DENNIS SCHWARTZ 
IS THERE ANY GOOD 
IN SAYING 
EVERYTHING ABOUT A MOVIE?

 
MON ONCLE (director/writer: Jacques Tati; screenwriters: Jean L'Hôte/Jacques Lagrange; cinematographer: Jean Bourgoin; editor: Suzanne Baron; music: Franck Barcellini/Alain Romans; cast: Jacques Tati (Mr. Hulot), Jean-Pierre Zola (Mr. Charles Arpel), Adrienne Servantie (Mrs. Arpel), Alain Becourt (Gerard Arpel), Lucien Fregis (Mr. Pichard), Betty Schneider (Betty, Landlord's daughter), Dominique Marie (Neighbor); Runtime: 116; MPAA Rating: NR; producers: Jacques Tati/Fred Orain; The Criterion Collection; 1958-France-in French with English subtitles)

 
"On target in proclaiming points for the individual over the robotic antiseptic world."

Reviewed by Dennis Schwartz

Jacques Tati's ("Jour De Fête") first film in color follows his 1953 Mr. Hulot's Holiday. Tati again plays the goofy, clumsy and eccentric Hulot (Tati's alter ego); this time he's the unemployed bachelor uncle to adorable rich 10-year-old Gerard Arpel. The gangly giant Hulot, carrying an umbrella and dressed in trenchcoat and fedora and having a black pipe pressed against his lips, ventures out of his overpopulated and messy cobble-street colorful Parisian neighborhood to pick up his adoring nephew after school and walk with him back to his ultramodern house. Gerard's plastic hose factory owner father Charles (Jean-Pierre Zola) is perplexed why his son prefers the dizzy Hulot to him, especially when he treats the youngster to expensive toys. Hulot's sister is obsessed with cleanliness and time-saving gadgets, and the Arpel house is a triumph for engineering while it falls short when it comes to warmth and functionality (the furniture is mod looking but the chairs are uncomfortable). It has a gated door that you must be buzzed into, a serpentine front walk, a decorative but uninviting lawn with patches of different colored grass, and at the center a hideous sculpture of a fish jutting out of the ground and when a button in the house is pushed it squirts streams of water out of its mouth into a pond that surrounds it. The indoor switch is only pushed when important company arrives (which offers some social commentary, in a film that has very little dialogue and is plotless).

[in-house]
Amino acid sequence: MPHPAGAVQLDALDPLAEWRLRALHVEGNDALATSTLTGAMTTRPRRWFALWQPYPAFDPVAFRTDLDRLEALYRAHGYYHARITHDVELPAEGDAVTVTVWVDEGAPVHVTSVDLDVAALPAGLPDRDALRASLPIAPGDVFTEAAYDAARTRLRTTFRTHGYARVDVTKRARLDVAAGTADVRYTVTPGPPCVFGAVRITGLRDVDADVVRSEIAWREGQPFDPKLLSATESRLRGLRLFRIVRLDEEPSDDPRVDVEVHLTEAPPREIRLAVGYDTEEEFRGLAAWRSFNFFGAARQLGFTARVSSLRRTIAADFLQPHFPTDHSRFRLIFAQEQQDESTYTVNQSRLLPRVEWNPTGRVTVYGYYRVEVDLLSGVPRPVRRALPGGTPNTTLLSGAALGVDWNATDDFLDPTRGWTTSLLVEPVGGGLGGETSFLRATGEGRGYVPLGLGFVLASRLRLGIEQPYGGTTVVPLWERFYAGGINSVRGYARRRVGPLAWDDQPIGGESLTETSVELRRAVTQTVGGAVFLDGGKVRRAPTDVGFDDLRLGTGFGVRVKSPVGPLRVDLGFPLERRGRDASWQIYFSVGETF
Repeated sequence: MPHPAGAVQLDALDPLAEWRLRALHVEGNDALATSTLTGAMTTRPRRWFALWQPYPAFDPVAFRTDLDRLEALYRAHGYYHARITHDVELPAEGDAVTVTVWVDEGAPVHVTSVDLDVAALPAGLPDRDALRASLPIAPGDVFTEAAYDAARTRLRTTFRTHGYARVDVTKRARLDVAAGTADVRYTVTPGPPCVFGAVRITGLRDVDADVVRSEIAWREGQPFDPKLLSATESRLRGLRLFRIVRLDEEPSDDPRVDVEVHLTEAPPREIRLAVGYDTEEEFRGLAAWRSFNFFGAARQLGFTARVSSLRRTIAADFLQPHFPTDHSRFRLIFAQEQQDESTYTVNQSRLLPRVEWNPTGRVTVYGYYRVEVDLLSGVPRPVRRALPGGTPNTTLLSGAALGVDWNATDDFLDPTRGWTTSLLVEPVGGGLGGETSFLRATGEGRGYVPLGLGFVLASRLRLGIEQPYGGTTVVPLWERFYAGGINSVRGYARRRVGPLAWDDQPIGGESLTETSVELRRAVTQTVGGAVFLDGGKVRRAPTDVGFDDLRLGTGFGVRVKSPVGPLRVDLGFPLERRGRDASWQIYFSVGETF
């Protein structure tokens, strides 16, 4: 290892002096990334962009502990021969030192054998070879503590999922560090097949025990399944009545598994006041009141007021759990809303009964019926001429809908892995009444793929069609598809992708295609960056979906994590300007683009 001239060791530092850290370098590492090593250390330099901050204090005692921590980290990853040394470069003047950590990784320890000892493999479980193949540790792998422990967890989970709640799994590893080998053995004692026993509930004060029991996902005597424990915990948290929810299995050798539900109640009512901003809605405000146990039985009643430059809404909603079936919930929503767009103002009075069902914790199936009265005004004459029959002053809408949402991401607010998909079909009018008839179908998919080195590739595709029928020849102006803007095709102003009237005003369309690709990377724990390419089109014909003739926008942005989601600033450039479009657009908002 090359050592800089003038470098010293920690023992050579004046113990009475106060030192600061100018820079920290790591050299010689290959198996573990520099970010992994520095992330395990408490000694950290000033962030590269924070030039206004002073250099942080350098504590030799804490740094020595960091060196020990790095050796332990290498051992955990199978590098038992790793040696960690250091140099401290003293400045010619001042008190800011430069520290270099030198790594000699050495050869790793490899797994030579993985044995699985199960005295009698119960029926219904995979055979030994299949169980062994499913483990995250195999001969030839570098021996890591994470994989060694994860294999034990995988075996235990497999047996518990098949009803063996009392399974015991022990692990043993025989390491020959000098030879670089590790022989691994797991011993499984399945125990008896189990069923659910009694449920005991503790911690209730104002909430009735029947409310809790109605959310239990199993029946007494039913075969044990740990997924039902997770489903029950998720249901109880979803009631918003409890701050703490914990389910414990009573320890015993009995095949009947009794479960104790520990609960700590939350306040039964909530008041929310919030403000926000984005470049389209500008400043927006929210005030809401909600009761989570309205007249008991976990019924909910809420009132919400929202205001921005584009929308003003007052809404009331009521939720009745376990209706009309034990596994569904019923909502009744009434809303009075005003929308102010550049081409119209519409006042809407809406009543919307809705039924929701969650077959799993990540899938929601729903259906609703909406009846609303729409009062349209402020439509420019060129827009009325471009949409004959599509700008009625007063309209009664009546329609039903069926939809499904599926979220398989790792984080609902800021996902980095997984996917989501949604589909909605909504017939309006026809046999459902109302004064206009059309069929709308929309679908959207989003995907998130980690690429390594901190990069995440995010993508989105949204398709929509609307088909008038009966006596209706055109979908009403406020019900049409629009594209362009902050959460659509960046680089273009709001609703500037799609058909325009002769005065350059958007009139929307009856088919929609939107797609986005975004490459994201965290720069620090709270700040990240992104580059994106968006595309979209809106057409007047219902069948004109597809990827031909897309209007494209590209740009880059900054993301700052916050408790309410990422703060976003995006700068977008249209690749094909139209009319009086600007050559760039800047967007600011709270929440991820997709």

Hulot is viewed as the most human thing in the Arpel's plastic world; he's an alternative that brings unintended humor into their sterile materialistic lives. They consider him a sad-sack lost cause, and every thing they do to help him misfires. He loses a job that his brother-in-law got him thirty seconds after being hired; he can't make contact with a suitable spinster neighbor his sister invites over for a garden-social among friends; and even goofs up a sure job in his brother-in-law's factory when the hose line he's assigned to turns out like a sausage.

In this satire of modern life and its reliance on mechanized things, Tati's physical comedy and slapstick routines come closest to emulating the silent screen comedy of Charlie Chaplin and Buster Keaton. Tati's the simple man everyone can relate to who finds himself at odds with the complexity of modern life and its trickery. Through his misadventures, unintentionally creating havoc, we observe how those he comes into contact with are either complacent or terribly out of step with their environment. Tati's comedy is structured around observing people in their daily lives and that provides us with a chuckle or two at what they do for fun, whether it's the adults showing off their latest gizmos, their strange mannerisms such as clicking their heels or the schoolchildren playing pranks on the adults. The film meanders along at it own leisurely pace with some of the sight gags not working that well, but others are unforgettable and right on target in proclaiming points for the individual over the robotic antiseptic world.

REVIEWED ON 12/10/2005        GRADE: A-

Dennis Schwartz: "Ozus' World Movie Reviews"

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